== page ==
Hypoglycemia Rates Compared for Two Long-Acting Insulins

Researchers assessed whether insulin degludec was non-inferior or superior to insulin glargine U100 in lowering symptomatic hypoglycemic episodes
Researchers assessed whether insulin degludec was non-inferior or superior to insulin glargine U100 in lowering symptomatic hypoglycemic episodes

Treatment with insulin degludec, compared to insulin glargine U100, reduced the risk of overall symptomatic hypoglycemia in patients with type 1 and type 2 diabetes having at least one hypoglycemic risk factor, according to a study published in JAMA.

A team of researchers aimed to assess whether insulin degludec was non-inferior or superior to insulin glargine U100 in lowering the rate of symptomatic hypoglycemic episodes. 

SWITCH 1 was a double-blind, randomized, cross-over non-inferiority trial (n=501) that enrolled adults with type 1 diabetes with at least one hypoglycemic risk factor for two 32-week treatment periods consisting of a 16-week titration and a 16-week maintenance period. Study patients were randomized to either once-daily insulin degludec followed by insulin glargine U100 or to insulin glargine U100 followed by insulin degludec; they were randomized to morning or evening dosing within each treatment sequence. 

Researchers measured the rate of overall severe or blood glucose-confirmed (<56mg/dL) symptomatic hypoglycemic episodes during the maintenance period (primary endpoint). Key secondary endpoints were the rate or nocturnal symptomatic hypoglycemic episodes and proportion of patients with severe hypoglycemia during the maintenance period.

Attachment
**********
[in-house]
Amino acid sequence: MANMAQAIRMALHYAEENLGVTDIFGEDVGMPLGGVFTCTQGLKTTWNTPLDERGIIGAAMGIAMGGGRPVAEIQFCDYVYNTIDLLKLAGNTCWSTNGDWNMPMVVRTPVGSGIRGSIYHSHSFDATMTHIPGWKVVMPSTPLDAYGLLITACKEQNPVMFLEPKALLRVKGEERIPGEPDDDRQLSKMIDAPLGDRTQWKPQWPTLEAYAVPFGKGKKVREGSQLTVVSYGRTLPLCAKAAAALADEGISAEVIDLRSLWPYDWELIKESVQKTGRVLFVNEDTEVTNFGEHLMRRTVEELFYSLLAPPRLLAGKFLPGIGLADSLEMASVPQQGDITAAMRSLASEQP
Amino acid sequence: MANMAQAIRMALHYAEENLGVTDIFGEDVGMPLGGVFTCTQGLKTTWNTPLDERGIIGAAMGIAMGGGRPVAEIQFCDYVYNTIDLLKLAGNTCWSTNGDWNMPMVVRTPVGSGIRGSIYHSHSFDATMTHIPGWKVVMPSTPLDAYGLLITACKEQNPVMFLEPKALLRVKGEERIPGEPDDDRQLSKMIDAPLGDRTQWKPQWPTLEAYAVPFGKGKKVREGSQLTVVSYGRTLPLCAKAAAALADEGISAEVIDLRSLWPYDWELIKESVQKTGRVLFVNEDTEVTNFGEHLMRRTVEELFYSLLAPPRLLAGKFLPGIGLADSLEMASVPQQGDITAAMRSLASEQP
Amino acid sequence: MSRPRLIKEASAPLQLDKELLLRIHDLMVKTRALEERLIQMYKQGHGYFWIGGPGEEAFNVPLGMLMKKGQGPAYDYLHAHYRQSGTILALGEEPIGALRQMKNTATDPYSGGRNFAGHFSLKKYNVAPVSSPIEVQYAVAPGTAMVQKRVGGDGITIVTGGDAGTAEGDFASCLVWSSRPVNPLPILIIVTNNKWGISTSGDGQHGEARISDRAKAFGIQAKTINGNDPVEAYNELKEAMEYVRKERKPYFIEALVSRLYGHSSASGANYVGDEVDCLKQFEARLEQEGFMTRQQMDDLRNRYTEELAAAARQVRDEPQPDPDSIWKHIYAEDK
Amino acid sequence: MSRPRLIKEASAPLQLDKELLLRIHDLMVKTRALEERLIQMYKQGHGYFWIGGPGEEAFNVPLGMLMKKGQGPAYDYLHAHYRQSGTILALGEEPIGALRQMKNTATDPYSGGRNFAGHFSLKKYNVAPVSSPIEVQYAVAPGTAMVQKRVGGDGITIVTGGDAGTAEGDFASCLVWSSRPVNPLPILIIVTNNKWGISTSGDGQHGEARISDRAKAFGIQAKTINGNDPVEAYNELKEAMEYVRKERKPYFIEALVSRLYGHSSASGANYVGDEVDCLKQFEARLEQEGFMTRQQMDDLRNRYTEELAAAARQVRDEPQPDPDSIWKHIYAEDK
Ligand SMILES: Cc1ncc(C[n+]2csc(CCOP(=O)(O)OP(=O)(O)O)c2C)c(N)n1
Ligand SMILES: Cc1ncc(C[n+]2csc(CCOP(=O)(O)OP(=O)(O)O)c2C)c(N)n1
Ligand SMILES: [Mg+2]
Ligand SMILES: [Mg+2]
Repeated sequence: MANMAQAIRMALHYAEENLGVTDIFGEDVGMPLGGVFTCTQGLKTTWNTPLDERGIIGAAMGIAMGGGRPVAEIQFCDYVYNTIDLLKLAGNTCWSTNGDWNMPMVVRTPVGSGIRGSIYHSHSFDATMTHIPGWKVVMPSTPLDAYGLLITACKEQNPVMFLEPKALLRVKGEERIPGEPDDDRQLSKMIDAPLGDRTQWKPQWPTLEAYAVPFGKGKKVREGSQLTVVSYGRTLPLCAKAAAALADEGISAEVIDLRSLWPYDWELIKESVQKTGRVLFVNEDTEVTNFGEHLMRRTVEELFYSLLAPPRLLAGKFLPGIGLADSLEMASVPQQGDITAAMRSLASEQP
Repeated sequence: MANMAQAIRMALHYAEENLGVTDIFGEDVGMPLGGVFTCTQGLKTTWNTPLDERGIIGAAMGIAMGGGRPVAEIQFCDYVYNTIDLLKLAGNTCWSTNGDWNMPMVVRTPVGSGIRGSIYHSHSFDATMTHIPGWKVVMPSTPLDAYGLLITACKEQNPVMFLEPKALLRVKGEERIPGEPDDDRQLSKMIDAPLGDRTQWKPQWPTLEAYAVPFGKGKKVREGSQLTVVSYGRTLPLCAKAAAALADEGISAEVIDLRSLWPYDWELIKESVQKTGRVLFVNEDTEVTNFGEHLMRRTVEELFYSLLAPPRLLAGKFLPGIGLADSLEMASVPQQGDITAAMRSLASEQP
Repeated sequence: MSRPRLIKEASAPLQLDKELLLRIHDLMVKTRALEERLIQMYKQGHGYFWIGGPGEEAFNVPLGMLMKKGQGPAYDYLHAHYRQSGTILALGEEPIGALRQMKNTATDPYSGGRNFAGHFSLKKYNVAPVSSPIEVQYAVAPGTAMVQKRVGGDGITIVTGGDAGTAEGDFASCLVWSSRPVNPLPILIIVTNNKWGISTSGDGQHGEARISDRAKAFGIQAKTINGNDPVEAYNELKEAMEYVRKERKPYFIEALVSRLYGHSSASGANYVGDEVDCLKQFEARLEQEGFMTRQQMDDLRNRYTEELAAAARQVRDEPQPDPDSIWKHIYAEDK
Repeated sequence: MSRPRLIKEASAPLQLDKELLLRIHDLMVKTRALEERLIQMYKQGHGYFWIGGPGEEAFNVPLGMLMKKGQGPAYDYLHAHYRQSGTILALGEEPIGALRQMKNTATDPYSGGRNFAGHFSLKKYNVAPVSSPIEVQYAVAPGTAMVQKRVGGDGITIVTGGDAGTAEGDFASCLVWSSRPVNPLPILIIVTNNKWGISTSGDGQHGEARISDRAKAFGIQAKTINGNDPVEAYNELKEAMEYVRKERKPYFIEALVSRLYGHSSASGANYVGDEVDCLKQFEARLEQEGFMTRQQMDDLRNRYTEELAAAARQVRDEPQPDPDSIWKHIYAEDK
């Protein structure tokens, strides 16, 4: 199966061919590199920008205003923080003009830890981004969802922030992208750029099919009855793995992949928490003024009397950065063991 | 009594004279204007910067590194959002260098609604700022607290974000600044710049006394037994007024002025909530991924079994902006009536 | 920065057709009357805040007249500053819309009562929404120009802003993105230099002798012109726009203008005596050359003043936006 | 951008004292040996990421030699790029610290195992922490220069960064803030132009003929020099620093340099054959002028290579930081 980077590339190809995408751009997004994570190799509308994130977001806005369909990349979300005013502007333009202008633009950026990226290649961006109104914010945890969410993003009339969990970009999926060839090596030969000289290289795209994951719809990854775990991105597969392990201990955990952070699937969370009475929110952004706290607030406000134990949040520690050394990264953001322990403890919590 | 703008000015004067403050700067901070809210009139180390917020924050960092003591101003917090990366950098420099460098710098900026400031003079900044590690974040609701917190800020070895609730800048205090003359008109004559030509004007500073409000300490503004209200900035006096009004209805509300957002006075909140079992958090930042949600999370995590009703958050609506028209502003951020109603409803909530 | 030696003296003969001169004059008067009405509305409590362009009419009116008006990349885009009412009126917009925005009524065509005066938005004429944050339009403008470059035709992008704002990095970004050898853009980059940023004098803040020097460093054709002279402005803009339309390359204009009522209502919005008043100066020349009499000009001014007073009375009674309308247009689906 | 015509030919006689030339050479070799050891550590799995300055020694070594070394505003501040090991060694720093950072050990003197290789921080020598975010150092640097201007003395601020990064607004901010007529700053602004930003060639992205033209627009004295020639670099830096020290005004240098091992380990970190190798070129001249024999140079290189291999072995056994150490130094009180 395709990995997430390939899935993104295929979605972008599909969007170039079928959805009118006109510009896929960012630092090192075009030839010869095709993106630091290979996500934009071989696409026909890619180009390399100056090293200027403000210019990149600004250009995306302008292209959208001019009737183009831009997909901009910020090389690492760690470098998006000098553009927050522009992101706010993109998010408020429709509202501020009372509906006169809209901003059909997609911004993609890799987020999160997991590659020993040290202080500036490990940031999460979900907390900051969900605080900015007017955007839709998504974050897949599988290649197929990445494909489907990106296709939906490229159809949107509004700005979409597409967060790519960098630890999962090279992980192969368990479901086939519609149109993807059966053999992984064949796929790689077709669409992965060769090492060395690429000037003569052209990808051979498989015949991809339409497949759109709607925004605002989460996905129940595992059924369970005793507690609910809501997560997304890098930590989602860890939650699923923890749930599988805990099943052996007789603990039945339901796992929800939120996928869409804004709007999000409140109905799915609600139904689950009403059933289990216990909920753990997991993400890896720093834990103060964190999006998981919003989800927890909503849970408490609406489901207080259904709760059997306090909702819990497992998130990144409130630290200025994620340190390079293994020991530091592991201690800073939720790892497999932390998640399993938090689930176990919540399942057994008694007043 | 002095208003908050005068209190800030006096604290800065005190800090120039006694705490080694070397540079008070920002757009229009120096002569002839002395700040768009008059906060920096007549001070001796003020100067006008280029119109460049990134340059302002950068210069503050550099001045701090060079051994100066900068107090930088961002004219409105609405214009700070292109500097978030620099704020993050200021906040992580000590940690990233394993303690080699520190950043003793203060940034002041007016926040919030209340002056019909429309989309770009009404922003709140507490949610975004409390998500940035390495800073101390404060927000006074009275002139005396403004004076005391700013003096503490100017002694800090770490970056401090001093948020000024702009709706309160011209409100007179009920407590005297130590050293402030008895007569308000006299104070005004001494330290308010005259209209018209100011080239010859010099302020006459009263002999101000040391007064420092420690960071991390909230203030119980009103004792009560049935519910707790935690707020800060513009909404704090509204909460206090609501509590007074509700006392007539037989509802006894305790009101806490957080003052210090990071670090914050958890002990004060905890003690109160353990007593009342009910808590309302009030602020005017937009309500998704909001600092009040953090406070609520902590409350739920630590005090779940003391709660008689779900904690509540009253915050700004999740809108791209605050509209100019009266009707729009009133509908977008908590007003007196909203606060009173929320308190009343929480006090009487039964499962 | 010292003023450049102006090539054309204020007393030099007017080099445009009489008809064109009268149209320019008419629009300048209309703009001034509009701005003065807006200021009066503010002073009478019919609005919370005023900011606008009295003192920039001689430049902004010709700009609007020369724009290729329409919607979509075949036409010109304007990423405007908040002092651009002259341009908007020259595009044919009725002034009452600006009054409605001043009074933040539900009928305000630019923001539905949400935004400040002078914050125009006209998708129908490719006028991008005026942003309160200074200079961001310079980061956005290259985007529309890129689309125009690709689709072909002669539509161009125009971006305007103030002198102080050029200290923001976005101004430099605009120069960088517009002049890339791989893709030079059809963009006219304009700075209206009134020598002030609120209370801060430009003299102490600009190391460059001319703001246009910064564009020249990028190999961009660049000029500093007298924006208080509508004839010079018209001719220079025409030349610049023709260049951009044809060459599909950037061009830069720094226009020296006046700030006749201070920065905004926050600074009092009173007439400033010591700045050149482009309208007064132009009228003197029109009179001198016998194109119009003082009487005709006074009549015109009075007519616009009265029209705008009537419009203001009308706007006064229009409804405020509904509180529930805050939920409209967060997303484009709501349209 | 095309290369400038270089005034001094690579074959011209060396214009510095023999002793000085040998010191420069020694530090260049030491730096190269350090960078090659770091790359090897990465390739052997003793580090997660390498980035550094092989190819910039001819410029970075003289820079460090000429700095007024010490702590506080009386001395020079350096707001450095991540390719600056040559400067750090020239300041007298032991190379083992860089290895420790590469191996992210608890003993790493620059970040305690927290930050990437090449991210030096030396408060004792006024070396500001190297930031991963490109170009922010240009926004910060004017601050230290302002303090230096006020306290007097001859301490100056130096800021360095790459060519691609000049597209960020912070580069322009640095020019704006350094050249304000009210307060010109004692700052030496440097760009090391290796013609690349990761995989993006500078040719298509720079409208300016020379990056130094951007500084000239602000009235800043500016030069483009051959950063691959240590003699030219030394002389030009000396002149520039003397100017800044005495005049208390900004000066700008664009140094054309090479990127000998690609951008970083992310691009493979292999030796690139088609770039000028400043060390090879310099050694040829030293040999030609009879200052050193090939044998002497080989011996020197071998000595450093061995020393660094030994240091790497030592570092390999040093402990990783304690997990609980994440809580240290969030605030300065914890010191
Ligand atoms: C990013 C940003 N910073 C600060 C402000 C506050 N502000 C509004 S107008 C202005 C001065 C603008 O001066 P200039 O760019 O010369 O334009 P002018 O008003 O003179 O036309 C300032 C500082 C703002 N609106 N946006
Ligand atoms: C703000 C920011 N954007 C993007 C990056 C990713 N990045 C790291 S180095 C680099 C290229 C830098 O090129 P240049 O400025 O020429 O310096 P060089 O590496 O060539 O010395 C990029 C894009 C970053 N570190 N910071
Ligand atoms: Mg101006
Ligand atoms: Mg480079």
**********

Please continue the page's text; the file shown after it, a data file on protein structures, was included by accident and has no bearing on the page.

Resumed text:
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Seventy-nine percent of patients (n=395) completed the trial. The rates of overall symptomatic hypoglycemia were 2200.9 episodes per 100 person-years' exposure (PYE) in the insulin degludec group vs. 2462.7 episodes per 100 PYE in the insulin glargine U100 group (rate ratio [RR] 0.89, 95% CI: 0.85–0.94 P<0.001 for non-inferiority and superiority) during the maintenance period. 

The rates of nocturnal symptomatic hypoglycemia were 277.1 per 100 PYE in the insulin degludec group vs. 428.6 episodes per 100 PYE in the insulin glargine U100 group (RR 0.64, 95% CI: 0.56–0.73; P<0.001 for non-inferiority and superiority). The study also found that fewer patients in the insulin degludec group had severe hypoglycemia during the maintenance period compared to the insulin glargine U100 group (10.3% vs. 17.1%; P=0.002). 

SWITCH 2 was a double-blind, treat-to-target cross-over trial (n=721) of type 2 diabetes patients with at least one hypoglycemic risk factor who had prior therapy with basal insulin with or without oral antidiabetic drugs. This study also included two 32-week treatment periods; the primary endpoint was the rate of overall symptomatic hypoglycemic episodes during the maintenance period. 

About 80% of patients (n=580) completed the trial. The rate of overall symptomatic hypoglycemia was 185.6 episodes per 100 PYE in the insulin degludec group vs. 265.4 episodes per 100 PYE in the insulin glargine U100 group (RR 0.70, 95% CI: 0.61–0.80; P<0.001) during the maintenance period. The proportion of patients with hypoglycemic episodes were 22.5% vs. 31.6%, respectively.  

The rates of nocturnal symptomatic hypoglycemia were 55.2 episodes per 100 PYE in the insulin degludec group vs. 93.6 episodes per 100 PYE in the insulin glargine U100 group (RR 0.58, 95% CI: 0.46–0.74; P<0.001). The study also found that fewer patients in the insulin degludec group had severe hypoglycemia during the maintenance period compared to the insulin glargine U100 group (1.6% vs. 2.4%).

For more information visit jamanetwork.com.